Keeping Your Kitten Away From Harmful Products

Keeping Your Kitten Away From Harmful Products

Mind the Windows

Sunshine is a cat’s best friend. There’s nothing your feline companion will enjoy more than snuggling up on the windowpane to soak up all that vitamin D. However, you’ll want to keep an eye out for the screens otherwise your cat may end up in an unsafe situation. Consider investing in kitty-proof window screens and blinds. Besides being much safer for your cat, these window accessories are also more durable due to their scratch-resistant qualities.

Once the windows are safe, you may also want to cat-proof the balcony. A guaranteed solution involves netting the entire open section. If that does not seem practical on your balcony, the only other protective measure would be to keep the balcony door closed; only allow your cat outside if it’s accompanied by you or a family member. During the warmer months when fresh air is precious, a mesh screen door can keep the circulation going.

How to Cat-Proof Your Window

How to Cat-Proof Your Window

Beware of Choking Hazards

Being the inquisitive creatures that they are, cats naturally love to paw around and chew on anything they find on the floor. Small items such as hair ties, board game pieces, rubber bands, and other accessories may fall victim to your kitty. Many of these items, however, can be choking hazards. Before bringing a cat home — or if you already have one — make sure the floor is clear of objects that it may choke on or injure itself with. It is a good idea to crouch down on your hands and knees to get a cat’s view of the surroundings. You may be surprised at what you’ll find under the sofa, the bed, and on other hidden surfaces.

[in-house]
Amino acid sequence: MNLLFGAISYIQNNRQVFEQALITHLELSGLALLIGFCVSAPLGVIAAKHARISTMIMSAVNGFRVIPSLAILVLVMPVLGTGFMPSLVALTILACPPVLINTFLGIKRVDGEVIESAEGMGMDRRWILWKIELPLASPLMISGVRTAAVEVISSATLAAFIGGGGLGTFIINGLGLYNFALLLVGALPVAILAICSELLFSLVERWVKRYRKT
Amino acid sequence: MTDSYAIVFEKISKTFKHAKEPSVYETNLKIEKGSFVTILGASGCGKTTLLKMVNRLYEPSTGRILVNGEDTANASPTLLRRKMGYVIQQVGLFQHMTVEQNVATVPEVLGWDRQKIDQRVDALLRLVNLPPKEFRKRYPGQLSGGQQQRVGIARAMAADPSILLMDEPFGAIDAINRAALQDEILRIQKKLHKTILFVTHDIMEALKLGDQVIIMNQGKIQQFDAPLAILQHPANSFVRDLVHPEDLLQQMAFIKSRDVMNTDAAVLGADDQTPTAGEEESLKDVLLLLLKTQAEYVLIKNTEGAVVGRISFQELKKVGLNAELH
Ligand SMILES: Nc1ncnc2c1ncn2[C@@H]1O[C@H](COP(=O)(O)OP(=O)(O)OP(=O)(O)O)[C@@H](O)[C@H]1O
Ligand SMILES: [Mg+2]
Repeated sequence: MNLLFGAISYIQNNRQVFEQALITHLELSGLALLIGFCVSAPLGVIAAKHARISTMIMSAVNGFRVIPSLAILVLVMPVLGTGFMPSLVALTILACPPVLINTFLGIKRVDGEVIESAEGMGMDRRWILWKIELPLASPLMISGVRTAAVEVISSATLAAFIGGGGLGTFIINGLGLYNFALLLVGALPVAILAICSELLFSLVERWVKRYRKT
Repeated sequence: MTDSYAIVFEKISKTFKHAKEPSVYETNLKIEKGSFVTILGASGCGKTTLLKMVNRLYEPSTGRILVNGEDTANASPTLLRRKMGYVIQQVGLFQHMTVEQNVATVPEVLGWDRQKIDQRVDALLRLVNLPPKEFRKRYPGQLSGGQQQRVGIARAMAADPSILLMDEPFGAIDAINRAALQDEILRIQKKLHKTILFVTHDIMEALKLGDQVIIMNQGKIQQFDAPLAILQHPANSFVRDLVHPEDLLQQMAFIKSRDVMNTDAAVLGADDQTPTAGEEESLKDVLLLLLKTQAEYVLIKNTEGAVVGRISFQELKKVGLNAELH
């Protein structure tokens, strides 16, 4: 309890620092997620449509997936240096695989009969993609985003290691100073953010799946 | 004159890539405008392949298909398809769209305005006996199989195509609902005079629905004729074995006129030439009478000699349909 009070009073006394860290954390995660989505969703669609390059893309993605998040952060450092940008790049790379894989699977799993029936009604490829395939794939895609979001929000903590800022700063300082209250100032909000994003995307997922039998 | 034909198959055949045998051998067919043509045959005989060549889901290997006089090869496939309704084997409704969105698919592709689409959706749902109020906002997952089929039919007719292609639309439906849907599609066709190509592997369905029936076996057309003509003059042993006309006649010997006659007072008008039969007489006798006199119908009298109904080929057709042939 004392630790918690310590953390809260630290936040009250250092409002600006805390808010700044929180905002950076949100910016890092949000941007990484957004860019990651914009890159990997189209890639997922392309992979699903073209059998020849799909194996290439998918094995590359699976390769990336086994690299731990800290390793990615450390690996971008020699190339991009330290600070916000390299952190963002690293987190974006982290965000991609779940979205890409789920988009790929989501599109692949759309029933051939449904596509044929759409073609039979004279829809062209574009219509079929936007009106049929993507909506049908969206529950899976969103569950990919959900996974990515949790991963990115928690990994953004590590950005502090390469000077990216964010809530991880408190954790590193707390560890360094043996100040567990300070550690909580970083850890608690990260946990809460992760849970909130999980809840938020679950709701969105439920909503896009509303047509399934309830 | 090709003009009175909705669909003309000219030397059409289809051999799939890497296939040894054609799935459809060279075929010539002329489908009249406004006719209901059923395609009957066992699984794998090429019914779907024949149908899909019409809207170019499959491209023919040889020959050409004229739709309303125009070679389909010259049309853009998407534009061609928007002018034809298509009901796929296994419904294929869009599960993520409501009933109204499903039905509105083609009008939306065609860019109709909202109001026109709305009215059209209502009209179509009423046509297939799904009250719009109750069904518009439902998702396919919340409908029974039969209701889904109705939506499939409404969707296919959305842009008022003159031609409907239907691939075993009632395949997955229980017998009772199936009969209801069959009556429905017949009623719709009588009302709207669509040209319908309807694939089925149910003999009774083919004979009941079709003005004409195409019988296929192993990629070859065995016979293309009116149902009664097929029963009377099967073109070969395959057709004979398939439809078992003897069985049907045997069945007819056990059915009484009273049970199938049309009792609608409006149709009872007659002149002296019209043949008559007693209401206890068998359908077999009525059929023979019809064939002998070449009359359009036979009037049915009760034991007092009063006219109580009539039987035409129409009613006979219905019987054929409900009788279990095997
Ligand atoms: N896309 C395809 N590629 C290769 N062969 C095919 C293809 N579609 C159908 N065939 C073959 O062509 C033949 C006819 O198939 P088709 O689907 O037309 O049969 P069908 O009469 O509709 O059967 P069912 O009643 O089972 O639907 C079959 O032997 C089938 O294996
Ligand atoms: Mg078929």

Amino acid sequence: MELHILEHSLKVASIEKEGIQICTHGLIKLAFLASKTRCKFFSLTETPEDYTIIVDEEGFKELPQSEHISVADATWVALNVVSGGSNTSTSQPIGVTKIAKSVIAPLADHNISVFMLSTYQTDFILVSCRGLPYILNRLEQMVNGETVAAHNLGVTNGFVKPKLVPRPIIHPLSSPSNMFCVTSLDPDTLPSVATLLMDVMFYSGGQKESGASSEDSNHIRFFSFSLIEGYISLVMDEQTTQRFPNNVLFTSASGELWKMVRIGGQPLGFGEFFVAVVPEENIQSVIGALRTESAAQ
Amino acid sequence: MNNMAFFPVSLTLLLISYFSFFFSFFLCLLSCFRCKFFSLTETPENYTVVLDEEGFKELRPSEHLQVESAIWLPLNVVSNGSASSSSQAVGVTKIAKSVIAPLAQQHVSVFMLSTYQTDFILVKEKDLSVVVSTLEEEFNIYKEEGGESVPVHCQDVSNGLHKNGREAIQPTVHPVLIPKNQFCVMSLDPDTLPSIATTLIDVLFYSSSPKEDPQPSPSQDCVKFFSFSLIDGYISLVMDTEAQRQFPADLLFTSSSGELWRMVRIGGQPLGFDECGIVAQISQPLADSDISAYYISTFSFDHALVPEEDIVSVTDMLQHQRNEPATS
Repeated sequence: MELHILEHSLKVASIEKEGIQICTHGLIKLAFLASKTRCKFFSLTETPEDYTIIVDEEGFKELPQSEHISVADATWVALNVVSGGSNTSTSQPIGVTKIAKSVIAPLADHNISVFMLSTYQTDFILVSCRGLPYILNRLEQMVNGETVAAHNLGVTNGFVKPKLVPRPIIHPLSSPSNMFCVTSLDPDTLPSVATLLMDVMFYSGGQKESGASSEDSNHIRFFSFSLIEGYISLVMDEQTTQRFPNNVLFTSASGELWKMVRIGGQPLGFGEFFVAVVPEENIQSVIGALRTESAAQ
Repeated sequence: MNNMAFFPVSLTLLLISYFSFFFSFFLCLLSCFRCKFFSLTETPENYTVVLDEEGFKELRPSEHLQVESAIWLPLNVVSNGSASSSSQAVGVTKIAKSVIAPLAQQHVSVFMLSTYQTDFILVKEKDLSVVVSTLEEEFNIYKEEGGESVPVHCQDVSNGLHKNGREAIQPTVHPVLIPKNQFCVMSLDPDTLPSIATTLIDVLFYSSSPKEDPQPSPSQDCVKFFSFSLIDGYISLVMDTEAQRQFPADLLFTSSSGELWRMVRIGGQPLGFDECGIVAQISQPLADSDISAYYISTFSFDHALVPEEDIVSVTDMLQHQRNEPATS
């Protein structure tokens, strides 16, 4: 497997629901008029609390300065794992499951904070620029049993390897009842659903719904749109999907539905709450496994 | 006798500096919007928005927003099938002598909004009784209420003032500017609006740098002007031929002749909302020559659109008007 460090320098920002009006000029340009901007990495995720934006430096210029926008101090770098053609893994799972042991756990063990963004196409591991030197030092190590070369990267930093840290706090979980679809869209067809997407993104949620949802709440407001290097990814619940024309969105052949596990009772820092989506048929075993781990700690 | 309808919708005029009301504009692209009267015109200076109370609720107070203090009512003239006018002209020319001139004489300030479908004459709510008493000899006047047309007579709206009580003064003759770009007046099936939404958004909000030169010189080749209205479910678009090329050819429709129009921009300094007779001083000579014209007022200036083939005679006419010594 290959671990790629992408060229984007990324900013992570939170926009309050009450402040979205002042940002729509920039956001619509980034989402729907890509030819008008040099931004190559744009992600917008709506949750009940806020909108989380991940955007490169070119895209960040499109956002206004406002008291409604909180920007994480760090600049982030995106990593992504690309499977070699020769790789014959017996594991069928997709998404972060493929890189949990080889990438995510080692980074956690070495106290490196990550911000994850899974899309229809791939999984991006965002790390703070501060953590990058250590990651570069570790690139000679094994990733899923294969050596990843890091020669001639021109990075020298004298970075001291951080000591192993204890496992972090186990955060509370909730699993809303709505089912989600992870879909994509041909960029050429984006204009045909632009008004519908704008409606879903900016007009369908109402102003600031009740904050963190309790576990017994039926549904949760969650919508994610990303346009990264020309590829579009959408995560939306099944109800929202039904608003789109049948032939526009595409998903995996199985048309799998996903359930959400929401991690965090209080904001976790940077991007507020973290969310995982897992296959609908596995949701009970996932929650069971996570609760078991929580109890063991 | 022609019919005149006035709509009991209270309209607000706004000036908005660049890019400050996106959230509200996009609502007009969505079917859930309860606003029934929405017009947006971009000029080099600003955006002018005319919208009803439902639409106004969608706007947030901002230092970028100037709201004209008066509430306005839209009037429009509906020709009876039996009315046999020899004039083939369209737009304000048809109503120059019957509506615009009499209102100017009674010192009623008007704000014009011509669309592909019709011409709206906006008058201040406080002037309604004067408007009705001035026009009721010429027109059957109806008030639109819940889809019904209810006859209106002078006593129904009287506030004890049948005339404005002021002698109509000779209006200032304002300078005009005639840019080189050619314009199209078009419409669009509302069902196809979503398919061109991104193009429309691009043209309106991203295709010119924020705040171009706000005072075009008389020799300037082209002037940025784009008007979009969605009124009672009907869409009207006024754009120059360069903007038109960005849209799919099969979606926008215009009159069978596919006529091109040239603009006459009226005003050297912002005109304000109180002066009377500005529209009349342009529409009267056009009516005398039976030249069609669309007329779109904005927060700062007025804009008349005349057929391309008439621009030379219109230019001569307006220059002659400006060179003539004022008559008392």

Precautions to Account for When Sharing Your Home With a Cat

Precautions to Account for When Sharing Your Home With a Cat

Protect Your Valuables

One of the daily tasks on a cat's to-do list is to knock items off the counter, the table, or the shelf. Why do they do it? Nobody knows. To avoid having to sweep pieces of your favorite china from the floor, you may want to keep them inside an enclosed display cabinet. Bear in mind that sharp pieces of broken glass can possibly injure your kitty.